By Amina Khan
Los Angeles Times
11:01 AM EDT, August 9, 2012
As the rover called Curiosity made its hair-raising, breathtaking descent into the Martian atmosphere Sunday night, the viewers watching NASA's live feed at home seemed to have just one question: Who’s that guy with the mohawk?
Flight director Bobak Ferdowsi’s eyes were trained on his monitor in the front row of the Jet Propulsion Laboratory control room as the Mars Science Laboratory made it through its final "seven minutes of terror" and touched down on the Red Planet. But many viewers’ eyes were fixed on Ferdowsi -- turning the Bay Area native into an online sensation in the ensuing hours and days, drawing some 43,000 Twitter followers and inspiring Internet memes.
Wearing a blue-and-red plaid shirt that perfectly complemented his hairstyle -- red and blue streaks in his Mohawk, with white stars bleached into the side -- Ferdowsi, 32, chatted Wednesday about his newfound fame, his style and his experiences on this ambitious NASA mission.
What’s your job on this NASA mission?
I’m one of a team of flight directors. I’ve been trying to draw this analogy of the "Apollo 13" Ed Harris role [who played flight director Gene Krantz]. What it really involves is taking a holistic view of the spacecraft operations and making sure that while we’re operating, we’re not doing anything to put the spacecraft at risk.
Not only is this our baby, because we worked so hard, but now it’s a national asset on Mars. We are responsible to everybody to make sure that we do our best to keep it safe and running for everybody.
Did you expect all this attention the night of the landing?
Not in the least. I thought there might be a funny comment or two somewhere, or a friend who says, "Oh I saw you on TV." I’ve actually [already] been doing different hairstyles for different events in the mission.
What kind of styles?
I did one that I thought was way more crazy at launch -- it was red and orange and then gold at the bottom -- kind of looked like a rocket plume. So I thought that one was way more ridiculous.
This one, I thought, was one just kind of fun.… But I guess the world thought it was pretty crazy.
How’d you decide on the cut and color?
It’s been a mix. Sometimes I’ll just ask my different friends on the projects. But this time one of my coworkers put a poll up and sent an email out to my team and asked them to vote on different hair options, and they kind of overwhelmingly voted for red, white and blue. I think 40 or 50 people ended up voting.
What were their other choices?
I believe there was "Mars red," there was "shave your head," there was "natural," and I feel like there might have been one more. But those are the ones I remember.
What did you think of the powder-blue shirts all NASA team members wore the night of the launch?
You know, they looked a lot better on camera than I thought they were going to look!
I was actually excited that we had a team shirt; I thought it was fun for the entire team … and of course it makes for an awesome souvenir. A positive thing. We all joked that we looked like Smurfs.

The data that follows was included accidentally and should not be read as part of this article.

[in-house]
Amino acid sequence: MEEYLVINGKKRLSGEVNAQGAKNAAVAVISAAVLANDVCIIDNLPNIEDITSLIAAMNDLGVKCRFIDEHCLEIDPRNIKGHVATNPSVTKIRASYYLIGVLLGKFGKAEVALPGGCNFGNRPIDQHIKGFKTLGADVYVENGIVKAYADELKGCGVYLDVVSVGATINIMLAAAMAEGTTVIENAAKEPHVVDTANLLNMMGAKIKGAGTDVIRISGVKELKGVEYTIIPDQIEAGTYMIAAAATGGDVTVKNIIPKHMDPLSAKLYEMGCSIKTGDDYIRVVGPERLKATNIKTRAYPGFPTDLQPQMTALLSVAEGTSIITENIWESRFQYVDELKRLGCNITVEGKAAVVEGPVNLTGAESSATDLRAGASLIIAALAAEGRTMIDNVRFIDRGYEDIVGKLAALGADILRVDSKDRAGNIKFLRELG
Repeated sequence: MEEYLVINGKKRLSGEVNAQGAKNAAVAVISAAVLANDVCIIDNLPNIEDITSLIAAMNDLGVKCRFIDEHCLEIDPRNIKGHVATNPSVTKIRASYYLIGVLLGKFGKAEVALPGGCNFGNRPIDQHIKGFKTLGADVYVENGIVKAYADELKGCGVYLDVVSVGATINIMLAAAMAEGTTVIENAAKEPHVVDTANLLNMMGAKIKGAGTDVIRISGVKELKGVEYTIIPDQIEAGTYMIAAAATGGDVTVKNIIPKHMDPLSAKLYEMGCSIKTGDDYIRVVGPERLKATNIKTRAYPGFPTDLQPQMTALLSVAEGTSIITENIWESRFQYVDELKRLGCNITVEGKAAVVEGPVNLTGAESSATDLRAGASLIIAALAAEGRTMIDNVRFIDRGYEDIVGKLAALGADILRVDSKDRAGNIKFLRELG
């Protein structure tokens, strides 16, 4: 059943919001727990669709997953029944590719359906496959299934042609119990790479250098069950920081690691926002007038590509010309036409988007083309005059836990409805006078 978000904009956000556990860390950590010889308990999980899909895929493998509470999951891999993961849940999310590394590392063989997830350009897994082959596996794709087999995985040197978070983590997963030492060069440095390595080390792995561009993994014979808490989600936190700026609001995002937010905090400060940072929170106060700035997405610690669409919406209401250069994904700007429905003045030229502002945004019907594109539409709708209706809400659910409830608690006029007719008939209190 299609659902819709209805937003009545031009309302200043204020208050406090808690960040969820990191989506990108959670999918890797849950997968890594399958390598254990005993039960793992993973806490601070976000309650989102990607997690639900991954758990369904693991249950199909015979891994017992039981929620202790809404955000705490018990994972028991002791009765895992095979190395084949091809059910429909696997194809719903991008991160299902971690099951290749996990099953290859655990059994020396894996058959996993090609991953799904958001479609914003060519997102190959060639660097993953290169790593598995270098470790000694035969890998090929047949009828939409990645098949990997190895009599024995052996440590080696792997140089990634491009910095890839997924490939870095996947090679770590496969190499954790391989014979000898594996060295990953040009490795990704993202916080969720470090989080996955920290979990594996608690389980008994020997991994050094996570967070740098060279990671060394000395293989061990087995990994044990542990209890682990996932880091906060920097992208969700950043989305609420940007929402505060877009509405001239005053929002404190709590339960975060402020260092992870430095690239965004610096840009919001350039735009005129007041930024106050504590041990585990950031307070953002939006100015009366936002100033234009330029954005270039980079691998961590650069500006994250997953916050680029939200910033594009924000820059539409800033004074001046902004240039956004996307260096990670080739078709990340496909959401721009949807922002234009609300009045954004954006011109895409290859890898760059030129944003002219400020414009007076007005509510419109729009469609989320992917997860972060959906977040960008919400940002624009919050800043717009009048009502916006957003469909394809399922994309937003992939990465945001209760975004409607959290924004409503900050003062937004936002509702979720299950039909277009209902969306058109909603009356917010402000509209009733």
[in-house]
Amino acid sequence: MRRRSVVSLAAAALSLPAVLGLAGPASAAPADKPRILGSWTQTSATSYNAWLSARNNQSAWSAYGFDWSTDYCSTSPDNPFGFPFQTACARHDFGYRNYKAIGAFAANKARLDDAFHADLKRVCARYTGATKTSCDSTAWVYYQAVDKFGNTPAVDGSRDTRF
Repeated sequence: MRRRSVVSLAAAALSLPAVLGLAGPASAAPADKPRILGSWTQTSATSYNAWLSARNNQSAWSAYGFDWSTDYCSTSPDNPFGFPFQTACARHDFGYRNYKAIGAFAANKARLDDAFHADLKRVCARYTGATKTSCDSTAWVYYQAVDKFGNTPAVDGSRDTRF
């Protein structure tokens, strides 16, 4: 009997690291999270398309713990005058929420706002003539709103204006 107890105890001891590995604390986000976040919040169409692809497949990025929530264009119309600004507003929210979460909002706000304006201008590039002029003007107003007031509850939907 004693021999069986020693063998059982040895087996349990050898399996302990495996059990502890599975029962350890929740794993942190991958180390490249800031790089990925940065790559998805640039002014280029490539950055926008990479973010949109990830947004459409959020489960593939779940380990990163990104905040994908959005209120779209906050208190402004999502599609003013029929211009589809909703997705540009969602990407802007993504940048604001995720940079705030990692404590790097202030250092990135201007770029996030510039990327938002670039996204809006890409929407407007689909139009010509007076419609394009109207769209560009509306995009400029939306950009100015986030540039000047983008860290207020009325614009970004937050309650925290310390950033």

Why do you think your mohawk captivated so many people?
That’s tough. I do think that, for people who don’t have the opportunity to see NASA people every day, that it was a little bit of a shock. I think most people’s images are like the Apollo 13 version of NASA: the traditional white shirt, the narrow black tie, the horn-rimmed glasses.
But the reality is, even if you look back at some of these older pictures of Mission Control, there’s an old picture here at JPL of some guys wearing Spock ears for one of the launches. So I think there’s always been a sense of having fun for these things. All these missions are so much work and so hard that you have to find ways of enjoying them as well.
Like I said, I don’t think my hair is all that crazy for JPL and NASA.
Who else on the Mars mission has their own distinctive style?
Our esteemed Dr. Adam Steltzner, he’s got a pretty awesome rockabilly hairstyle. One of our other EDL people from Langley, she has a little red streak going on in her hair. So we have all types. Sitting right next to me was Steve Collins, and people affectionately call him a hippie guy -- he’s got long grayish hair and a good beard going on. So yeah, I think we have all sorts.
Obviously we have more typical looks as well but I think for people here, that diversity is really valued. What it really boils down to is we admire each other for the work we do.
What’s the next hairstyle going to be?
I don’t know. Maybe if we somehow make an amazing discovery in the next few weeks, maybe I’ll do something for that. Otherwise I think it’ll kind of grow out naturally, go back to a normal mohawk or faux-hawk. Maybe not so vibrant.
It just sort of evolves. I don’t want to be that guy who has the same haircut until I’m 70.
Do you think your image will inspire more kids to think NASA -- and science in general -- might actually be cool?
That would be like a dream come true for me. I would love to be working here 10 years from now and some guy who was in high school or middle school at the time sees me and is like, "I remember you, you’re one of the reasons I got into NASA." Even if one kid is like that, I’d probably get a little emotional.
I think the stuff we do here so is so cool, and I’m OK with kind of being an example of 1) it takes all types and 2) you don’t have to look like anything -- you can be who you are. As long as you have a passion and a willingness to work hard, you can work here.
I can’t really explain how incredible an experience this whole thing has been.
This interview has been edited for space and clarity.